The Dodgers and Mets problems could seep into the rest of the MLB. The Mets’ overall revenue fell 13% last year thanks to a 25% drop in gate receipts. The Dodgers’ total revenue was flat. Problems among big-market teams caused baseball’s revenue-sharing pool to shrink last season for the first time since the new sharing system was put in place in 2002. Low-revenue teams divvied up $404 million compared to $433 million in 2009, with the Yankees writing the biggest check of $119 million. The Mets’ revenue is expected to fall further in 2011, which could dent revenue-sharing even more.

Kurt Badenhausen and Christina Settimi of Forbes.com also contributed to this story.

See the Full List Ranking MLB’s Most Valuable Teams

Plus, check out more great content from Forbes.com:

MLB’s Highest Paid Players

NBA’s Most Valuable Teams

NBA’s Highest Paid Players

Read more MLB news on BleacherReport.com

Stats to John Thorn: Farewell to Me? Farewell to You!

John Thorn, official historian for Major League Baseball, wrote a three-part article titled “Farewell to Stats” last week. Stats happens to be a close friend of mine, so she asked me to publish this rebuttal on her behalf—MT

No one wants to be dumped publicly, especially after a 30-year relationship. So I was shocked when John Thorn aired the dirty laundry of our relationship in his Bleacher Report columns last week. Hell hath no fury like a set of abstract mathematical principles scorned, and I believe it’s important for sports fans to know both sides of the story. John can’t break up with me, because I broke up with him first.

When I met John in the mid 1980s, I had not yet blossomed. I was still awkward and unsure of myself, unaccepted by the sports community. Those were heady days, when John and Pete Palmer and Bill James realized my full potential, turning a guttersnipe into a full-fledged citizen of the sports world. I became a subject of fascination, even obsession.

Boys growing up in the 1980s had two passions: Madonna and me. Runs Created, Total Average, The Hidden Game of Baseball…I get a thrill just thinking of all the wild things we did. We were revolutionaries! We changed the world!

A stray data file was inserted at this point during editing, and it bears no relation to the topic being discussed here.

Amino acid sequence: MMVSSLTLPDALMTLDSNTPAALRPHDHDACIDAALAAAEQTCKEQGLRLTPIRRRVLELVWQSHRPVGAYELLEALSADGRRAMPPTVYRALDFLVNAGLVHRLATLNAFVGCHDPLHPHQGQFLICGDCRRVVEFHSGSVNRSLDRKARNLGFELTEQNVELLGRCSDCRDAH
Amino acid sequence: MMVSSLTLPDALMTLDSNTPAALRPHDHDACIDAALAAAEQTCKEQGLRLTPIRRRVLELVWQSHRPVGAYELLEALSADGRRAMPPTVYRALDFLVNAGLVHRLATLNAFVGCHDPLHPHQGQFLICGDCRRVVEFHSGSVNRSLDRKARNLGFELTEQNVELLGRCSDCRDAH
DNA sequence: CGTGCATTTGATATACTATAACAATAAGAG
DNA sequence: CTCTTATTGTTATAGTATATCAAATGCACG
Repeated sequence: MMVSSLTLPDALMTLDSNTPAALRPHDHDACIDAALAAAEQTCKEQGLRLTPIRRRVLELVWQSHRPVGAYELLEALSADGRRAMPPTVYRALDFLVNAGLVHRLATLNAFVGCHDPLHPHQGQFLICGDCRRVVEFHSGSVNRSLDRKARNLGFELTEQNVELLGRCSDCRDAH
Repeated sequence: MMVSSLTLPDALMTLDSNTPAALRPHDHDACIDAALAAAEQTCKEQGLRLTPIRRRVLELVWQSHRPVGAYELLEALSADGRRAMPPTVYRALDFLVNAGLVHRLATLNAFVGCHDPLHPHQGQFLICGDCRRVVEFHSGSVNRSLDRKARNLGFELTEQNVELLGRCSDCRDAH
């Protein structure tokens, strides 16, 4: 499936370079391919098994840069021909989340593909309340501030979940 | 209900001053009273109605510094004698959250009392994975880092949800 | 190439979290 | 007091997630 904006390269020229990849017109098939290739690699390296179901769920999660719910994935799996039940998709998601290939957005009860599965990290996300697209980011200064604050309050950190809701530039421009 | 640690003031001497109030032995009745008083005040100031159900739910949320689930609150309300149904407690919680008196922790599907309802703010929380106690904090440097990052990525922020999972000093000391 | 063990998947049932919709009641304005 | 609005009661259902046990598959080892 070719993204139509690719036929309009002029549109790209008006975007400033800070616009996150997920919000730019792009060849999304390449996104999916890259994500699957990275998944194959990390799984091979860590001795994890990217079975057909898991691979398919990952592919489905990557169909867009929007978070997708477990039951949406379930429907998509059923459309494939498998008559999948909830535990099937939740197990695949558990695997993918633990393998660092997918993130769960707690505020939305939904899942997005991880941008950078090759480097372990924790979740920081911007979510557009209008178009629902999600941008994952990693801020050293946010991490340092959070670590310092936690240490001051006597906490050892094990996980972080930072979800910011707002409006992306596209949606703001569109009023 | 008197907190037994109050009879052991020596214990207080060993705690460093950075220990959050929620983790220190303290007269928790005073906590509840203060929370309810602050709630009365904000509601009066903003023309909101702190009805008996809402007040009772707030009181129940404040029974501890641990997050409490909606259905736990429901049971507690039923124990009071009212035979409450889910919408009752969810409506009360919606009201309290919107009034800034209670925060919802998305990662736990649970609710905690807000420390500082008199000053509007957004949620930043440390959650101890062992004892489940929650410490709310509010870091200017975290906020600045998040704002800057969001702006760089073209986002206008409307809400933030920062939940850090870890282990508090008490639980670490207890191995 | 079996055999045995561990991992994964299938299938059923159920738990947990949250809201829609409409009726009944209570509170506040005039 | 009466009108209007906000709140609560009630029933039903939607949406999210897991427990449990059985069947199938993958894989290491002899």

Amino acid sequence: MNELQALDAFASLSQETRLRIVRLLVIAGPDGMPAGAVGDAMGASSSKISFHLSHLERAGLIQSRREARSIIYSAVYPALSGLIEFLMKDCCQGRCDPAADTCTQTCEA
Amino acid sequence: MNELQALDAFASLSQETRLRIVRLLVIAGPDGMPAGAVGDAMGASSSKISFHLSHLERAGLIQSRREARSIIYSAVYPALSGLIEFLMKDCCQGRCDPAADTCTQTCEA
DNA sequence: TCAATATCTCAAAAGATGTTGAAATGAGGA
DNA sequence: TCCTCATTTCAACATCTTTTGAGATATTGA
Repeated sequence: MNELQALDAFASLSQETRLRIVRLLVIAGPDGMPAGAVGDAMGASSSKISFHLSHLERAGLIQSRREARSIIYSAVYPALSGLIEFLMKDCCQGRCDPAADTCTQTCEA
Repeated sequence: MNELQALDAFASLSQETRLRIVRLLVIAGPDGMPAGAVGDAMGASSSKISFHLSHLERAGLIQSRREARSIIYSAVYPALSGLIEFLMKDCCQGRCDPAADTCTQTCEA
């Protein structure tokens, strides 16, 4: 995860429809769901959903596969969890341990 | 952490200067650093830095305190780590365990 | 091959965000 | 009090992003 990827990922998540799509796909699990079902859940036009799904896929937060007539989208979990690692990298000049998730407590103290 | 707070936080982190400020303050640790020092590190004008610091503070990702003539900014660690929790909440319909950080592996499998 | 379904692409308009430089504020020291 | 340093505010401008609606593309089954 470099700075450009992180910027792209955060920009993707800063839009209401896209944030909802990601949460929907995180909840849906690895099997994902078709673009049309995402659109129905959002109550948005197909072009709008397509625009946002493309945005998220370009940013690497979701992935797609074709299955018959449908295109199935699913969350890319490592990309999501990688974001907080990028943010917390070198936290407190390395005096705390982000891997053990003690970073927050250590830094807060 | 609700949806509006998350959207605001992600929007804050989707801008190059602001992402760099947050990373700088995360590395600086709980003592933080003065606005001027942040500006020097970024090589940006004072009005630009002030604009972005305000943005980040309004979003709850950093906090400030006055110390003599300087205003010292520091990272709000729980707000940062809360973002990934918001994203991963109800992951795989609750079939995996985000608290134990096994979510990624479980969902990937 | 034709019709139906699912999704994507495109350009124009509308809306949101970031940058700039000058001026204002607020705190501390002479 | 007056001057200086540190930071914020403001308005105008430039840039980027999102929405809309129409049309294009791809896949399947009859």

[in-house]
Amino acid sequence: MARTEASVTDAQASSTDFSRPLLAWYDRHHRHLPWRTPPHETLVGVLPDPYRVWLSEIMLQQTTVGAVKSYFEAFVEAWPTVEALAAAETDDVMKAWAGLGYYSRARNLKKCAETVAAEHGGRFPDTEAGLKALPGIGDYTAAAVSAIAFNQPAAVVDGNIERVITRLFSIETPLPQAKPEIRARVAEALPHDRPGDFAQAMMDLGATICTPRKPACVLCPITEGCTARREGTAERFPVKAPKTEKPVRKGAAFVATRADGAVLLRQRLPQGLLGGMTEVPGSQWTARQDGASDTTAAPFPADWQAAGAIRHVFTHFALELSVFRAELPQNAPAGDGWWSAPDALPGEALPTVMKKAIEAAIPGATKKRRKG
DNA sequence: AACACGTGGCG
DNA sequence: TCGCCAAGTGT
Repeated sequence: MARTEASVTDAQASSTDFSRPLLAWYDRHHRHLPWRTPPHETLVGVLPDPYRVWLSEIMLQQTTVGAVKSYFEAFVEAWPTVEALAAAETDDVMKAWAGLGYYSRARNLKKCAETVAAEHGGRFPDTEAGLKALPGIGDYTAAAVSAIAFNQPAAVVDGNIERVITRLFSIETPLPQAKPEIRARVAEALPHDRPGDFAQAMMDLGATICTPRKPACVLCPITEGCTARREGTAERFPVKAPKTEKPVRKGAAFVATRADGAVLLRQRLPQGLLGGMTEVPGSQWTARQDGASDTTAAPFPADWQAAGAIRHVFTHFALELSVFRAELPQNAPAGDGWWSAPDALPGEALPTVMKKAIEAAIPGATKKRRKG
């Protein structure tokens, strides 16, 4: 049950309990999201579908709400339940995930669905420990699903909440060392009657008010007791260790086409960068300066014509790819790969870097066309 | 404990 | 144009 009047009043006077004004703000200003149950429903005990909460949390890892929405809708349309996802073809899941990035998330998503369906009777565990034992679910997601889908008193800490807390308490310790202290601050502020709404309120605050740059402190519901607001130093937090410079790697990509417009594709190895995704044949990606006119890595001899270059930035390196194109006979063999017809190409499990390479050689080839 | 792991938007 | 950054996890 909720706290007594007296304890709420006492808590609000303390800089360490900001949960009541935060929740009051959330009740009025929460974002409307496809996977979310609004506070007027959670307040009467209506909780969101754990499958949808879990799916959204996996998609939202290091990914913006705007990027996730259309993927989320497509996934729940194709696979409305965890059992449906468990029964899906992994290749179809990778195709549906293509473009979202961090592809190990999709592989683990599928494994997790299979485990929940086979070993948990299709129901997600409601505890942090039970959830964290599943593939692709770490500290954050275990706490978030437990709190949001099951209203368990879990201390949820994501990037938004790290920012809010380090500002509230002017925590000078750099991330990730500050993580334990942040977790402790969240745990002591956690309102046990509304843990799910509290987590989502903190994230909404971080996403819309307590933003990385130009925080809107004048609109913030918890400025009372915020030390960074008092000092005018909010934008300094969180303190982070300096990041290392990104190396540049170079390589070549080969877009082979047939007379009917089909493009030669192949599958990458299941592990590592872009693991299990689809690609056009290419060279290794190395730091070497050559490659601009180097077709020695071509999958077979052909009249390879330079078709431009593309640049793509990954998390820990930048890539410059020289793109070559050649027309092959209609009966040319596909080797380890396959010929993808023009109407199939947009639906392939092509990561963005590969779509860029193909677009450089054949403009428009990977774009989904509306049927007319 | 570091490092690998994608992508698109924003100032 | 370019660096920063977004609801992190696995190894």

Now John wants to cast me off as just a jilted lover, tossed aside so he can chase floozies like Folklore and Tall Tales. John wrote that he thinks of my charms “not as indices of merit but as artifacts of play to which story adheres.” In other words, he loves me, but he’s not in love with me. Fine. The fact is that I outgrew him long ago.

Over the years, the good times got away from us. I get sad when I see a player’s pinch-hitting OPS against lefties with runners in scoring position flash on the screen. “That’s not what I am all about!” I gasp. But part of growing up is accepting your flaws.

I have so much to offer, like VORP and BABIP in baseball and DVOA in football. You just have to overlook the excesses, like real-time fantasy results for middle relievers and goofballs who think they can measure an offensive lineman’s performance to three decimal places by watching television tape.

Despite a few missteps, I matured and grew over the decades. While I still have the utmost affection for John, he was just a darling little fellow toiling away with his encyclopedias while I conquered television, the Internet and the world.

I guess John grew too focused on my faults and lost sight of my beauty. A lot of long-term relationships end that way. But I was hoping for a quiet separation, not a Bleacher Report divorce. I don’t appreciate being called “something of a fetish,” especially by someone who knows me as intimately as he does.